Can Champagne help to beat Wrinkles?
16th July 2019
A frequent question that I seem to hear amongst the grape vines is regarding whether or not wines are either good or bad for your health and for your beauty, also if Champagne can help heal signs of ageing.
The debates are probably endless on this topic and the internet is awash of both products and claims of benefits that Champagne (or should we say the grapes that go into making it) offers consumers and especially those who wish to banish away those ever increasing wrinkles that age rewards us with.
So, does Champagne really help to beat wrinkles?
It is mostly down to the effects produced from anti-ageing components including the dermis activator, QT40 which is extracted from grapes and is said to stimulate collagen and hyaluronic acid synthesis that combats the natural ageing process of our skin.
“Champagne contains antioxidants and cellular activators such as organic acids, minerals and vitamins, which are said to help to slow down the ageing process and repair the skin. It is said to guarantee a longer-lasting firmness and a glowing complexion.” Daily Mail online
“… Champagne’s complex composition combines essential molecule families that play ‘key roles in skin cells’ metabolic balance’ making it an ‘obvious skin care ingredient’. To date, approximately 1,000 components have been identified in Champagne.”
We asked one of our Twitter friends re grapes and healthy skin – Cheryl Mackie who works in Harley Street, London shared with us “I think if you drink enough Champagne then you couldn’t care less about your skin! Though seriously, I have used shampoos with Champagne and silk extras, very conditioning, the acidic nature would close down the cuticle of the hair shaft to make it look shiny. Re skin: The resveratrol (a stilbenoid) in the skin of black grapes are great for your skin.”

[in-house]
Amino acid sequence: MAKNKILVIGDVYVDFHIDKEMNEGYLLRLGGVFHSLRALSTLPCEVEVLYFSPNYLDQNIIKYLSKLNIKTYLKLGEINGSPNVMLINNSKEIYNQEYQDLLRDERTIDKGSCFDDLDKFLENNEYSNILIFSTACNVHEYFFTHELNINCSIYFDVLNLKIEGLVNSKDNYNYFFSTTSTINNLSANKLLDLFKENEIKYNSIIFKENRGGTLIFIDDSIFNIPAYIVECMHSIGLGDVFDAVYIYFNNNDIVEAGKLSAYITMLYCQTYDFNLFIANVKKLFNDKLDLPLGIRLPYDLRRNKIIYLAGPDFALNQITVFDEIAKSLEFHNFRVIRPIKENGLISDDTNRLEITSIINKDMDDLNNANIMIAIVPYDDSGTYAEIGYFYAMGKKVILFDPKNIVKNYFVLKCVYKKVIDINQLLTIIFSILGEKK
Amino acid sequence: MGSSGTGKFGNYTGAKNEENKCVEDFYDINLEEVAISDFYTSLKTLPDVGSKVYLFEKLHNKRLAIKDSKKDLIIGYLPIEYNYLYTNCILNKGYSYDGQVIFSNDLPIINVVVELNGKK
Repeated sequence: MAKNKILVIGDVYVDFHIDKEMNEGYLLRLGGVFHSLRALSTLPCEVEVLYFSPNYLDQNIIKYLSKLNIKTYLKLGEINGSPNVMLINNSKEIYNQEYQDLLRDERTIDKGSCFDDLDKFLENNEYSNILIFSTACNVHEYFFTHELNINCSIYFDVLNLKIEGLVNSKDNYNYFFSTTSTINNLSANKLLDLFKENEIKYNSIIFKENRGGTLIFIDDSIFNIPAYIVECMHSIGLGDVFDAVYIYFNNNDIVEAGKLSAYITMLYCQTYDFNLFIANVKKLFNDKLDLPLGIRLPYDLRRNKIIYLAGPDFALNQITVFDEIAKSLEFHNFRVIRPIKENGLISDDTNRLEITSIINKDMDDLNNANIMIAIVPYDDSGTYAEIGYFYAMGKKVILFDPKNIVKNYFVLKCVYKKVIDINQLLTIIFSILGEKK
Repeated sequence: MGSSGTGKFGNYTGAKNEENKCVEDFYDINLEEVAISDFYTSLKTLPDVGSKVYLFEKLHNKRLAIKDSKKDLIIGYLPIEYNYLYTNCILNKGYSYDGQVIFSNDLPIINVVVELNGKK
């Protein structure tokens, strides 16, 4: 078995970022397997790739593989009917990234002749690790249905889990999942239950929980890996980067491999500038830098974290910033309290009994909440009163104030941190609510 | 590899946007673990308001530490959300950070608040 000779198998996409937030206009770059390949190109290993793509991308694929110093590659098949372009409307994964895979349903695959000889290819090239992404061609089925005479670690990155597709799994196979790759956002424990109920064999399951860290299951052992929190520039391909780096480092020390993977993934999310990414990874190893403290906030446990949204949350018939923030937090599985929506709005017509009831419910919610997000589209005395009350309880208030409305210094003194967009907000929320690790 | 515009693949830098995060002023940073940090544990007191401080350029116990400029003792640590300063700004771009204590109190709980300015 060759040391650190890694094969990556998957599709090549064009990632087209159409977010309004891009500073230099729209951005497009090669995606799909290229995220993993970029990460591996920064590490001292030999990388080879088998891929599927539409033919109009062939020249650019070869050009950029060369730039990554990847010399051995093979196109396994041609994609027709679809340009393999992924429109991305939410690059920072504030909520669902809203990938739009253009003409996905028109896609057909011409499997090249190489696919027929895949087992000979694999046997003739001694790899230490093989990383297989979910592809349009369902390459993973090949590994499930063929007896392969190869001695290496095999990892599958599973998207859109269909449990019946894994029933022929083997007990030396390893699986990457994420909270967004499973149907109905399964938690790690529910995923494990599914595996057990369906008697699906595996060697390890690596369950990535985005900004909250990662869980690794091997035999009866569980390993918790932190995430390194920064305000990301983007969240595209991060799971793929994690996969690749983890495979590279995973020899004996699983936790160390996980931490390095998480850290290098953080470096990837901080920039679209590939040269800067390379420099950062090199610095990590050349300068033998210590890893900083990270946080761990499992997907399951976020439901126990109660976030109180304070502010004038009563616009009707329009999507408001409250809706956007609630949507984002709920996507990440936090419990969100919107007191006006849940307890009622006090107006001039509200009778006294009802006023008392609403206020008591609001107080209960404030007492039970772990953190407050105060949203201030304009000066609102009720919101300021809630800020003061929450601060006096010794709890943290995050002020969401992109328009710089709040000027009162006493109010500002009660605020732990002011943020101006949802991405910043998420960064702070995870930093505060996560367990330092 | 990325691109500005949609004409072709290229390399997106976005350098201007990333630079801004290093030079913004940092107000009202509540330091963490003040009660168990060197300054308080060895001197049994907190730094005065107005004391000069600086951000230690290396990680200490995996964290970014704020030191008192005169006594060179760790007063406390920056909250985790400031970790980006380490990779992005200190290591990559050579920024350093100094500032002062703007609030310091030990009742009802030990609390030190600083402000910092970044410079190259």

So can you simply drink more Champagne and appear younger?
To be honest, as with all drinks and foods, in moderation is a good thought process to take so even if you can grab Champagne at just £10 a bottle at your local supermarket, simply an abundance of fizz in your life will not necessarily give you healthy skin, it could indeed reverse things.
Antioxidants (in red wines) sop up damaging free radicals that play a role in ageing and age-related diseases and with Champagne the QT40 can look to soak in to the skin when applied – Possibly the finer quality Champagne you choose using the purest and best juices from the grapes will potentially give you the best results – It is advisable to assume that a cheaper Champagne will likely use less quality or second press grape juice etc.
Can you simply bath in Champagne to get the anti ageing effect?
We all know that wrinkles, especially on our face, are as welcome as adverts are on Youtube – You do not want them! Though it sounds very Marilyn Monroe being both sexy and invigorating, simply bathing in Champagne or rubbing this bubbly wine into your skin will most likely not give you the effect you are after. Within the so called anti-wrinkle creams are a host of other ingredients, mostly wrapped within the Serum Concentrate with such added minerals as natural Shilajit resin, chamomile extract and tea tree leaf extracts.
The grapes of Champagne (Chardonnay, Pinot Noir, Meunier) will add to the ingredients required to plumping and moisture attracting properties to improve your collagen production in your skin thus making it look fuller and less prone to lines / wrinkles.
Can Champagne help or hinder skin conditions?
Once again, I will advise that too much of a good thing might not be the best route to take and especially with Champagne. Note that the wine itself is obviously an alcoholic drink so you are advised to consume only a set amount in your daily diet – another important point is that it is very acidic so too much will have an effect on your body and could lead to skin problems as well as a host of other negative effects on your body.
I am aware of people reporting being allergic to wines and also specifically Champagne.
“A common sign of Champagne sensitivity is flushing or redness in the face. People with rosacea and seborrheic dermatitis are prone to experiencing flushing or redness if they are allergic to alcohol. Increased heart rate sometimes accompanies the red-faced reaction. According to Aukland Allergy Clinic, alcohol triggers an increase of the chemical acetaldehyde in the blood, which causes the release of histamines, which makes the skin turn red.” LiveStrong.com
Co-founder of Glass of Bubbly. Journalist and author focused on Champagne & Sparkling Wines and pairing them with foods and within cocktails.